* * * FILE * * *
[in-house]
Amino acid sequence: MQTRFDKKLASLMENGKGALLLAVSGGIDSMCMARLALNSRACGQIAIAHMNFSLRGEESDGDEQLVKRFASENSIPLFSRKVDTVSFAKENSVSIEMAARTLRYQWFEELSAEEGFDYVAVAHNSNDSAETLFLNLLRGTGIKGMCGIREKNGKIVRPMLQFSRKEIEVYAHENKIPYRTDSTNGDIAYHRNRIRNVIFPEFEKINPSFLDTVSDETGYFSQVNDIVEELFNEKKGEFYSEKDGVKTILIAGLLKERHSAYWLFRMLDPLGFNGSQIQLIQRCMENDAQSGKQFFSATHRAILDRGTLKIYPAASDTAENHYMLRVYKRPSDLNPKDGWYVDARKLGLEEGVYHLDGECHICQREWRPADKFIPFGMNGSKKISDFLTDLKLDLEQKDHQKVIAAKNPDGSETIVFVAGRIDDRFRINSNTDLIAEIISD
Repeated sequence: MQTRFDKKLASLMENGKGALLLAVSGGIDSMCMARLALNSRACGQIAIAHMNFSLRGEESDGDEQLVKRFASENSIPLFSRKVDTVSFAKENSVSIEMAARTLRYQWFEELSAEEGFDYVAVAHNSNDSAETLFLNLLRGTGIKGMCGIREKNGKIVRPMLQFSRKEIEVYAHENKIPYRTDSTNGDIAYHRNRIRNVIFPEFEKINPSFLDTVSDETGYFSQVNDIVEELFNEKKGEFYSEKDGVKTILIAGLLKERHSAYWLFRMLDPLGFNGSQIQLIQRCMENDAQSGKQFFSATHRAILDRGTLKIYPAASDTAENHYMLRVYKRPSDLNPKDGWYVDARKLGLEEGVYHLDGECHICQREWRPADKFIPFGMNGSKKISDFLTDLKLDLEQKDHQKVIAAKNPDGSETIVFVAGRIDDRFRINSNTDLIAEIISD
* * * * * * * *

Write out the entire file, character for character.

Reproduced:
[in-house]
Amino acid sequence: MQTRFDKKLASLMENGKGALLLAVSGGIDSMCMARLALNSRACGQIAIAHMNFSLRGEESDGDEQLVKRFASENSIPLFSRKVDTVSFAKENSVSIEMAARTLRYQWFEELSAEEGFDYVAVAHNSNDSAETLFLNLLRGTGIKGMCGIREKNGKIVRPMLQFSRKEIEVYAHENKIPYRTDSTNGDIAYHRNRIRNVIFPEFEKINPSFLDTVSDETGYFSQVNDIVEELFNEKKGEFYSEKDGVKTILIAGLLKERHSAYWLFRMLDPLGFNGSQIQLIQRCMENDAQSGKQFFSATHRAILDRGTLKIYPAASDTAENHYMLRVYKRPSDLNPKDGWYVDARKLGLEEGVYHLDGECHICQREWRPADKFIPFGMNGSKKISDFLTDLKLDLEQKDHQKVIAAKNPDGSETIVFVAGRIDDRFRINSNTDLIAEIISD
Repeated sequence: MQTRFDKKLASLMENGKGALLLAVSGGIDSMCMARLALNSRACGQIAIAHMNFSLRGEESDGDEQLVKRFASENSIPLFSRKVDTVSFAKENSVSIEMAARTLRYQWFEELSAEEGFDYVAVAHNSNDSAETLFLNLLRGTGIKGMCGIREKNGKIVRPMLQFSRKEIEVYAHENKIPYRTDSTNGDIAYHRNRIRNVIFPEFEKINPSFLDTVSDETGYFSQVNDIVEELFNEKKGEFYSEKDGVKTILIAGLLKERHSAYWLFRMLDPLGFNGSQIQLIQRCMENDAQSGKQFFSATHRAILDRGTLKIYPAASDTAENHYMLRVYKRPSDLNPKDGWYVDARKLGLEEGVYHLDGECHICQREWRPADKFIPFGMNGSKKISDFLTDLKLDLEQKDHQKVIAAKNPDGSETIVFVAGRIDDRFRINSNTDLIAEIISD